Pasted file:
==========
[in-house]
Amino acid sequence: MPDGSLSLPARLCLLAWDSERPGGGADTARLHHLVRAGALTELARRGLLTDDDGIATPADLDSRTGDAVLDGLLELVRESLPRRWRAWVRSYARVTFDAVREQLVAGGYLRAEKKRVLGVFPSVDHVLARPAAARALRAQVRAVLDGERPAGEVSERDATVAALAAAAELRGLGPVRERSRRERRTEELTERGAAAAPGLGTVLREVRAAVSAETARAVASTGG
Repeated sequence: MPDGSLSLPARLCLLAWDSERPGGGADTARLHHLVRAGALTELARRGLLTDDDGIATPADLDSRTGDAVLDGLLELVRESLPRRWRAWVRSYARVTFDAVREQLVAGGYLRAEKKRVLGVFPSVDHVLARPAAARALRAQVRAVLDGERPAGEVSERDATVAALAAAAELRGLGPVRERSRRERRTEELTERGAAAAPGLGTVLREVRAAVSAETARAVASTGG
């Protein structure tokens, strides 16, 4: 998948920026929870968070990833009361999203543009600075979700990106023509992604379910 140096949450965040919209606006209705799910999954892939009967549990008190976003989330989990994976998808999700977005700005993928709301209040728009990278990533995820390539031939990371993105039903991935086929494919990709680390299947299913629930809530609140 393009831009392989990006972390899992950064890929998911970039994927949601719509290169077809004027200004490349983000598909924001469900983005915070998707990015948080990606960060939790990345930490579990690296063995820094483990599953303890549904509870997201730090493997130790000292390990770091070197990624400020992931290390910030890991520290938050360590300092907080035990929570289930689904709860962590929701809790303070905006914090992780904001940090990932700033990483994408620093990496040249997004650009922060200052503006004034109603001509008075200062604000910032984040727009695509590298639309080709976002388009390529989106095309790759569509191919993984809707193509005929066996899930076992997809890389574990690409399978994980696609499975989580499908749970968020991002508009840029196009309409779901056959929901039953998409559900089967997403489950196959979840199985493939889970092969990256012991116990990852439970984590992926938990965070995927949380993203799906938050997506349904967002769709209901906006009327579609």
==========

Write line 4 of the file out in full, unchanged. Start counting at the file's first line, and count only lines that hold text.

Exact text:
């Protein structure tokens, strides 16, 4: 998948920026929870968070990833009361999203543009600075979700990106023509992604379910 140096949450965040919209606006209705799910999954892939009967549990008190976003989330989990994976998808999700977005700005993928709301209040728009990278990533995820390539031939990371993105039903991935086929494919990709680390299947299913629930809530609140 393009831009392989990006972390899992950064890929998911970039994927949601719509290169077809004027200004490349983000598909924001469900983005915070998707990015948080990606960060939790990345930490579990690296063995820094483990599953303890549904509870997201730090493997130790000292390990770091070197990624400020992931290390910030890991520290938050360590300092907080035990929570289930689904709860962590929701809790303070905006914090992780904001940090990932700033990483994408620093990496040249997004650009922060200052503006004034109603001509008075200062604000910032984040727009695509590298639309080709976002388009390529989106095309790759569509191919993984809707193509005929066996899930076992997809890389574990690409399978994980696609499975989580499908749970968020991002508009840029196009309409779901056959929901039953998409559900089967997403489950196959979840199985493939889970092969990256012991116990990852439970984590992926938990965070995927949380993203799906938050997506349904967002769709209901906006009327579609």